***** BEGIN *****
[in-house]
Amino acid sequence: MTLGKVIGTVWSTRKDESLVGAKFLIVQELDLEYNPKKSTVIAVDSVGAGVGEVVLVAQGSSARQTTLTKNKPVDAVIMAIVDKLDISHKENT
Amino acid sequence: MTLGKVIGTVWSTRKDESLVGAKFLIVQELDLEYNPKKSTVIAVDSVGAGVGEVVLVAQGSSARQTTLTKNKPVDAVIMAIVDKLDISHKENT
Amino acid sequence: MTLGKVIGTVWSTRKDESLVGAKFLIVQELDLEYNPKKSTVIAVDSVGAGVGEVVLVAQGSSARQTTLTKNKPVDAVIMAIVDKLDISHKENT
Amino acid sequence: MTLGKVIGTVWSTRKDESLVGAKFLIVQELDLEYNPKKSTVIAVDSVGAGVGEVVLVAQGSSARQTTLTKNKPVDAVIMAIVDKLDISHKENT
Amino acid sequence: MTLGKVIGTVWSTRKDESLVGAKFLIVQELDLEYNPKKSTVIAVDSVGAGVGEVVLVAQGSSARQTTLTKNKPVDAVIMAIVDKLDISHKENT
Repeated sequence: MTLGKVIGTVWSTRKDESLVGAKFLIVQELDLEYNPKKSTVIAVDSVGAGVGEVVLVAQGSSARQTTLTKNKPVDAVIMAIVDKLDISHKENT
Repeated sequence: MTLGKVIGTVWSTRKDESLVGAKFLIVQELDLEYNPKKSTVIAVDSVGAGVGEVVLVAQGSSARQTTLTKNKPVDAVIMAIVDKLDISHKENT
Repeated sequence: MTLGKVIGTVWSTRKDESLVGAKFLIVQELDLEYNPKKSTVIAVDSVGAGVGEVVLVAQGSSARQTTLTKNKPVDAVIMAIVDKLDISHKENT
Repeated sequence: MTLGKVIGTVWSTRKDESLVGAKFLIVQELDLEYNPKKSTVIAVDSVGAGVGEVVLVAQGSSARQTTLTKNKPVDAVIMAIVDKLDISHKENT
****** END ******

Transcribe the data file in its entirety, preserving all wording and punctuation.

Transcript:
[in-house]
Amino acid sequence: MTLGKVIGTVWSTRKDESLVGAKFLIVQELDLEYNPKKSTVIAVDSVGAGVGEVVLVAQGSSARQTTLTKNKPVDAVIMAIVDKLDISHKENT
Amino acid sequence: MTLGKVIGTVWSTRKDESLVGAKFLIVQELDLEYNPKKSTVIAVDSVGAGVGEVVLVAQGSSARQTTLTKNKPVDAVIMAIVDKLDISHKENT
Amino acid sequence: MTLGKVIGTVWSTRKDESLVGAKFLIVQELDLEYNPKKSTVIAVDSVGAGVGEVVLVAQGSSARQTTLTKNKPVDAVIMAIVDKLDISHKENT
Amino acid sequence: MTLGKVIGTVWSTRKDESLVGAKFLIVQELDLEYNPKKSTVIAVDSVGAGVGEVVLVAQGSSARQTTLTKNKPVDAVIMAIVDKLDISHKENT
Amino acid sequence: MTLGKVIGTVWSTRKDESLVGAKFLIVQELDLEYNPKKSTVIAVDSVGAGVGEVVLVAQGSSARQTTLTKNKPVDAVIMAIVDKLDISHKENT
Repeated sequence: MTLGKVIGTVWSTRKDESLVGAKFLIVQELDLEYNPKKSTVIAVDSVGAGVGEVVLVAQGSSARQTTLTKNKPVDAVIMAIVDKLDISHKENT
Repeated sequence: MTLGKVIGTVWSTRKDESLVGAKFLIVQELDLEYNPKKSTVIAVDSVGAGVGEVVLVAQGSSARQTTLTKNKPVDAVIMAIVDKLDISHKENT
Repeated sequence: MTLGKVIGTVWSTRKDESLVGAKFLIVQELDLEYNPKKSTVIAVDSVGAGVGEVVLVAQGSSARQTTLTKNKPVDAVIMAIVDKLDISHKENT
Repeated sequence: MTLGKVIGTVWSTRKDESLVGAKFLIVQELDLEYNPKKSTVIAVDSVGAGVGEVVLVAQGSSARQTTLTKNKPVDAVIMAIVDKLDISHKENT